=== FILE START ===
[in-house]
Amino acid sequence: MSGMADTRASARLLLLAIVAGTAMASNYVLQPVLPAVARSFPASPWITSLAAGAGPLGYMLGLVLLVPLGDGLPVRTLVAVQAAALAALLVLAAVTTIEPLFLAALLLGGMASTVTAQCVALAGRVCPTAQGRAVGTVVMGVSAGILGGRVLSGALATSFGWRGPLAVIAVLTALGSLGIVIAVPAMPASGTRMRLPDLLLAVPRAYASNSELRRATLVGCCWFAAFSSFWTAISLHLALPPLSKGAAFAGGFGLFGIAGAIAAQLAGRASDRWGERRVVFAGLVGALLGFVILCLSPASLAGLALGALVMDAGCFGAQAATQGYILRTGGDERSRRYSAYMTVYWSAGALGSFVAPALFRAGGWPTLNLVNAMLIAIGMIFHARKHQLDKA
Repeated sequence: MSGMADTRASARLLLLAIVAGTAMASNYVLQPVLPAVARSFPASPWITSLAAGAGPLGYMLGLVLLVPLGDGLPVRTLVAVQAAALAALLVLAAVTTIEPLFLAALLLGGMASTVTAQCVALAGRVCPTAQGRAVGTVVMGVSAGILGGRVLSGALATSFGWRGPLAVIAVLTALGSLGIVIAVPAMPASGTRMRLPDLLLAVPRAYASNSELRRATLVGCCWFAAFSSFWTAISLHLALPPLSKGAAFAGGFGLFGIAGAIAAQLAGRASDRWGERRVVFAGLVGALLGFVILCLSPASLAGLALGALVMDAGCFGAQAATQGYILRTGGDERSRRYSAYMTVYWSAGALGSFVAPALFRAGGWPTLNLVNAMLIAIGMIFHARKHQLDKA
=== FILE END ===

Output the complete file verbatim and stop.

[in-house]
Amino acid sequence: MSGMADTRASARLLLLAIVAGTAMASNYVLQPVLPAVARSFPASPWITSLAAGAGPLGYMLGLVLLVPLGDGLPVRTLVAVQAAALAALLVLAAVTTIEPLFLAALLLGGMASTVTAQCVALAGRVCPTAQGRAVGTVVMGVSAGILGGRVLSGALATSFGWRGPLAVIAVLTALGSLGIVIAVPAMPASGTRMRLPDLLLAVPRAYASNSELRRATLVGCCWFAAFSSFWTAISLHLALPPLSKGAAFAGGFGLFGIAGAIAAQLAGRASDRWGERRVVFAGLVGALLGFVILCLSPASLAGLALGALVMDAGCFGAQAATQGYILRTGGDERSRRYSAYMTVYWSAGALGSFVAPALFRAGGWPTLNLVNAMLIAIGMIFHARKHQLDKA
Repeated sequence: MSGMADTRASARLLLLAIVAGTAMASNYVLQPVLPAVARSFPASPWITSLAAGAGPLGYMLGLVLLVPLGDGLPVRTLVAVQAAALAALLVLAAVTTIEPLFLAALLLGGMASTVTAQCVALAGRVCPTAQGRAVGTVVMGVSAGILGGRVLSGALATSFGWRGPLAVIAVLTALGSLGIVIAVPAMPASGTRMRLPDLLLAVPRAYASNSELRRATLVGCCWFAAFSSFWTAISLHLALPPLSKGAAFAGGFGLFGIAGAIAAQLAGRASDRWGERRVVFAGLVGALLGFVILCLSPASLAGLALGALVMDAGCFGAQAATQGYILRTGGDERSRRYSAYMTVYWSAGALGSFVAPALFRAGGWPTLNLVNAMLIAIGMIFHARKHQLDKA